You are on SSI and/or Medicaid and receive an income tax refund. Is your refund counted as income for purposes of your benefits? Is it a resource that might make you lose your benefits? If you give your refund away will it make you temporarily ineligible for continued benefits?
The answer is: “No problem” at least if it is a federal tax refund.
Federal tax refunds are disregarded for 12 months from their receipt for purposes of determining eligibility for federally funded assistance programs like Medicaid or SSI. They are neither income nor resource.
Recently, the Pennsylvania Department of Public Welfare (DPW) issued a policy clarification (PMN16745350) verifying the disregard treatment. Here is a link to the policy clarification: http://tinyurl.com/m5ub7aj.
The federal agency in charge of Medicaid (CMS) has also issued a policy statement on the issue which says:
“[t]ax refunds and advance payments are not to be counted as income when determining eligibility under Medicaid or CHIP for the recipient of the payment, or for any other individual. Therefore, in addition to not counting the refund or payment as income to the individual, any payment made is not countable as income when determining Medicaid or CHIP eligibility for a spouse or other family members. Tax refunds and advance payments may not be counted as income to someone else even if they are given to that person.”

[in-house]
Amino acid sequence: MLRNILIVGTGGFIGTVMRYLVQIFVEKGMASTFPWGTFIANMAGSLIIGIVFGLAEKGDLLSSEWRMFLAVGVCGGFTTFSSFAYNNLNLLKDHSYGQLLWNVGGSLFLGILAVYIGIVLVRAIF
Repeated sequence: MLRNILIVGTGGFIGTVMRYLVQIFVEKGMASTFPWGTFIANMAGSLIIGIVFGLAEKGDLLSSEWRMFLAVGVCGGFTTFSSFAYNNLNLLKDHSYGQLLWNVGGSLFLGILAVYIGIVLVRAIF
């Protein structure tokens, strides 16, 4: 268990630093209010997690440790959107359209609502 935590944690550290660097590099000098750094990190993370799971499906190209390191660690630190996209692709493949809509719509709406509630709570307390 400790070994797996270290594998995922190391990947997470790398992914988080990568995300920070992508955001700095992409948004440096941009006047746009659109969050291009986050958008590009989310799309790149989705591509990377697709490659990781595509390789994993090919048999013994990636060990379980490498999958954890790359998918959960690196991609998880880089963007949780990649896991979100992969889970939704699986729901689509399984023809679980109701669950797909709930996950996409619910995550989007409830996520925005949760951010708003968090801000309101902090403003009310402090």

The CMS’ Informational Bulletin also addresses what happens when an applicant seeking Medicaid long-term care benefits gives away the tax refund or places it into a trust. According to the Bulletin, the law
“effectively precludes applying penalties under section 1917(c) of the Social Security Act to individuals who, in applying for long term care benefits under the Medicaid program during the period in which tax refunds or advance payments are not countable either as income or resources . . . dispose of part or all of the refunds or advance payments in a manner that normally would be considered a transfer of assets for less than fair market value.”
The CMS statement was issued in reference to a provision of prior law which was made permanent by the American Taxpayer Relief Act of 2012. So it should continue to be applicable today.
A question remains: Does this disregard policy also apply to state income tax refunds, or only federal? The DPW policy clarification specifically refers only to “federal tax refunds.” The implication may be that state refunds can be counted. The policy clarification doesn’t say. And the CMS policy statement says the issue of the treatment of state income tax refunds is left to the states.